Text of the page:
In the "we should all/I should only ever have-such-problems" department, I'm now trying to make time to really dig into three incredibly important Blu-ray releases: the 70th Anniversary Edition, as it were, of The WIzard of Oz, the Diamond Edition of Snow White and the Seven Dwarves Dwarfs,and perhaps most staggering and significant of all, the Eureka!/Masters of Cinema presentation of Murnau's Sunrise. Those of us who feared, and still fear, that high-def formats would be used almost exclusively in the service of the glossy and the contemporary find this item an extremely heartening development. But I don't want to write too much more about any of them until I can really dig. So I'm hoping for a bit of a blank-slate Sunday...
The great Alain Resnais at the New York Film Festival press conference for his latest film, the mind-blowing Wild Grass. Alternating between French and English, the maestro held forth on the future of cinema (it involves Arnaud Desplechin), his favorite television shows (The Sopranos...The Shield?!?...X FIles (of course)..DID he say The Wire?) and whether or not he's an auteur. He says not so much, we say hell yeah he is.
Grass supporting player Mathieu Amalric was also in attendance, and all the shots I got of him were pretty shitty, but I'm putting up this one anyway, because the actor had this gaze of adoring concentration fixed on his director throughout, and I thought that was adorable.
Above, step two in the making of some of the artwork for this week's Topics, Questions & Exercises over at The Auteurs'. For the completed bit of cinephilic comedy, go there, where there's more stuff, as Chuck Barris would say.
On the one hand, Lars von Trier's new provocation, Antichrist, often seems hardly worth the trouble of discussing. Its opening—that is, its opening once you get past the ostentatious title cards announcing the auteur, the title of his latest opus, and the fact that this first section of the film is a, ahem, "prologue"—depicts, in luscious, satiny black-and-white, the film's unnamed central couple making violently uncontrolled love as their adorable toddler toddles out of his crib, onto a window sill, and out the window, stuffed animal in tow, falling to his death. Not only does the sequence include the requisite hardcore-sex insert shot (a staple of Scandanavian cinema since 1974's They Call Her One-Eye, I guess; here stars Willem Dafoe and Charlotte Gainsbourg are doubled by Horst Stramka and Mandy Starship), but it's scored to the aria "Lascia ch'io pianga" ("Let me weep," doncha know) from Handel's Rinaldo. Underscoring the difference between know-something-ishness and blatant pretentiousness by partaking equally of both, it's a scene so silly that it practically begs you to laugh at it. And, as the sage Spencer Pratt once said, "that's the problem."
Or, rather, that's one of the problems. By now you've no doubt heard of the putative cinematic atrocities that follow as von Trier transports his troubled couple—he's a therapist, she's a stalled academic—to their place in the woods, called Eden of course, wherein the male intends to cure the female of her grief. It's not just the sickening violence, sexual mutilation, boogity-boogity lighting effects and other shock maneuvers that rankle. It's the intellectual incoherence, the scattershot introduction of nonsensical ideas that doesn't quite camouflage the fact that all von Trier is doing is showing a lot of behavior. It's that despite all this behavior—and Dafoe and Gainsbourg don't flinch from any of it, although you might not come away from the movie believing that that's necessarily to their credit—we never really understand who these people are, their characters are so woefully underwritten, underdeveloped. It's the damn red herrings—wait a minute, their child, named Nick, had...cleft feet? What, is this movie The Omen all of a sudden?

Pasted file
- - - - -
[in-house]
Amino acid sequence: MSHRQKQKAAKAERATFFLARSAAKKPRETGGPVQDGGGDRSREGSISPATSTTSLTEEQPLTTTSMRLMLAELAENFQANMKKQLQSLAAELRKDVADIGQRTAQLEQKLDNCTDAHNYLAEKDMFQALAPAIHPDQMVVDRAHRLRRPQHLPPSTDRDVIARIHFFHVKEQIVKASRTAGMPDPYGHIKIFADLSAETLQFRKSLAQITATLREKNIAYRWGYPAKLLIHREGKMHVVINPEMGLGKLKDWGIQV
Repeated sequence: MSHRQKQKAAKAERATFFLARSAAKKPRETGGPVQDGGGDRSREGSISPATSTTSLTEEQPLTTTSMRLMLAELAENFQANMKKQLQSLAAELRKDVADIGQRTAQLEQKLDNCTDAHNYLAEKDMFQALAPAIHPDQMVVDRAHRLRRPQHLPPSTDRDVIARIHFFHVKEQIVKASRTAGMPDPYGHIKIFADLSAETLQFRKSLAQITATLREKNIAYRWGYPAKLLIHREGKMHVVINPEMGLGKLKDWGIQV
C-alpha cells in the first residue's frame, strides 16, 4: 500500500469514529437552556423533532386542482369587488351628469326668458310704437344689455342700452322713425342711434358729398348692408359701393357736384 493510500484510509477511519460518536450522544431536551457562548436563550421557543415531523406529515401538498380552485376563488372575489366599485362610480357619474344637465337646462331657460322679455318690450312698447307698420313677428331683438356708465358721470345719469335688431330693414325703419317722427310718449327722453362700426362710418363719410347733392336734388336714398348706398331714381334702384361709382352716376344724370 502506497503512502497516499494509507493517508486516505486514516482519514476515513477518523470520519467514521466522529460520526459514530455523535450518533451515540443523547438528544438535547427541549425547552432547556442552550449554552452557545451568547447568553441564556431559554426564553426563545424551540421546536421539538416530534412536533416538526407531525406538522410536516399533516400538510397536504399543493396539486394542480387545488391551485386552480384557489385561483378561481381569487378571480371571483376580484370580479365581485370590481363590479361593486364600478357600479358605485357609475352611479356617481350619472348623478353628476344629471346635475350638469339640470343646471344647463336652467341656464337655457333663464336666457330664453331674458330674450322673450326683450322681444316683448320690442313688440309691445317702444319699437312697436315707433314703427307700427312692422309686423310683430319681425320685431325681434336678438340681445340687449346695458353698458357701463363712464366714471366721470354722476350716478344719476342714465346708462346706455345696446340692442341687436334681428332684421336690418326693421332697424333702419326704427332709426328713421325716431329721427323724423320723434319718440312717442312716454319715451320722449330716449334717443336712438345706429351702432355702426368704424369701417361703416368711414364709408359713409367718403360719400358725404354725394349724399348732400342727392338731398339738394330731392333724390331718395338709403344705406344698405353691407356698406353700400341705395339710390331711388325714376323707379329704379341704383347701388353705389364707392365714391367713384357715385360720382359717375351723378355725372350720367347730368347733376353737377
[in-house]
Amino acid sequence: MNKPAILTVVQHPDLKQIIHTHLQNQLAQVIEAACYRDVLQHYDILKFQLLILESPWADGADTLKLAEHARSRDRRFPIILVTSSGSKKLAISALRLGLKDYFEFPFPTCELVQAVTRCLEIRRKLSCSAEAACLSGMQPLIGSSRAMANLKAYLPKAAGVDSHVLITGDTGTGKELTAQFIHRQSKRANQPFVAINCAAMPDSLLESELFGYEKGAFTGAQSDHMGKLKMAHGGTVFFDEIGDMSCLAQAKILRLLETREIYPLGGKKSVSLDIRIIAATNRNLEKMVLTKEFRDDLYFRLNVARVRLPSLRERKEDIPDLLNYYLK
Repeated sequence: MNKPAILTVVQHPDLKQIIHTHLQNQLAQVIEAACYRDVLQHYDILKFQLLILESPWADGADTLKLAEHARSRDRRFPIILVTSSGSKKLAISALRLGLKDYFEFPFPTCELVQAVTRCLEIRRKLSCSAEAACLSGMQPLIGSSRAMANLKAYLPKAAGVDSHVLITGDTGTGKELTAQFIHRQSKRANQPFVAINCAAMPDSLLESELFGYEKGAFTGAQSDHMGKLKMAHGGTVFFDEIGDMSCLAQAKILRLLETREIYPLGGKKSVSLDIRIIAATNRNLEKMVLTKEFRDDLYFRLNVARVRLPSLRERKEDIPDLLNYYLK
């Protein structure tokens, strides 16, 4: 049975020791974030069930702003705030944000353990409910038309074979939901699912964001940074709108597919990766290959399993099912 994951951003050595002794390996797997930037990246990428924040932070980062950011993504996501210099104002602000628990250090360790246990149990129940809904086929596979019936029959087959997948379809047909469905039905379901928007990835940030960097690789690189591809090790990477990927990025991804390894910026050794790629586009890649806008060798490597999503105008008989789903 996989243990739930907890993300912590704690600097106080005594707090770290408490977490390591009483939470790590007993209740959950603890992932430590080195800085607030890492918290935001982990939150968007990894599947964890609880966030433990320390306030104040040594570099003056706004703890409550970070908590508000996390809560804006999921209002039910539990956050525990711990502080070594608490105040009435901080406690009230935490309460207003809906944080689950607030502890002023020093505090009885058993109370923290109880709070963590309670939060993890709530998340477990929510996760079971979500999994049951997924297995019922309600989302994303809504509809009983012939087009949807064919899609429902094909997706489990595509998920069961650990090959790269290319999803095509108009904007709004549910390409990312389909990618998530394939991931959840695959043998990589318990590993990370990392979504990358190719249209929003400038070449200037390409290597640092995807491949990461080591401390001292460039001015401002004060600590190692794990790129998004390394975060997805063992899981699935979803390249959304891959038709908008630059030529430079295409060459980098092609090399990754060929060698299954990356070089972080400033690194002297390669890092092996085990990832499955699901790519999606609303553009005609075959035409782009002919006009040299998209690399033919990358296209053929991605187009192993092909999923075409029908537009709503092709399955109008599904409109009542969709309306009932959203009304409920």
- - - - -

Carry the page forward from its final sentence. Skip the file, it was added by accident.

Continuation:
It's all of that and more. So my question for myself is, why the hell is this movie still working me over, to the point that I believe it's the main cause of my waking up in a completely shitty mood this morning?
Such are the mysteries of cinema.
Oh, but I see I haven't yet addressed the title of this post.
This week I'm attending a lot of press screenings for the New York Film Festival, which I'll be covering mostly for The Auteurs', starting soon. This morning I'll be seeing Antichrist, which I hear tell is like having Lars von Trier himself piss acid into your eyes. Funsy! For notes, I'm using this kind of fruity-looking hardbacked Clairefontaine book that I picked up out of necessity in Toronto in 2000 and put away once my proper reporter's notebooks arrived. I'm using it now because, well, why let it go to waste. Anyhow, I thought it might (I mean might—don't hold it against me if it's not) be fun to reproduce what scant notes I put in it at the time, to give you all a glimpse of what my working methods at Premiere were, and how my oft-goofy mind works. (Funny that I took more notes for TIgerland than Code Inconnu.) So. Notes from the 2000 Toronto Film Festival reproduced as written, below the fold.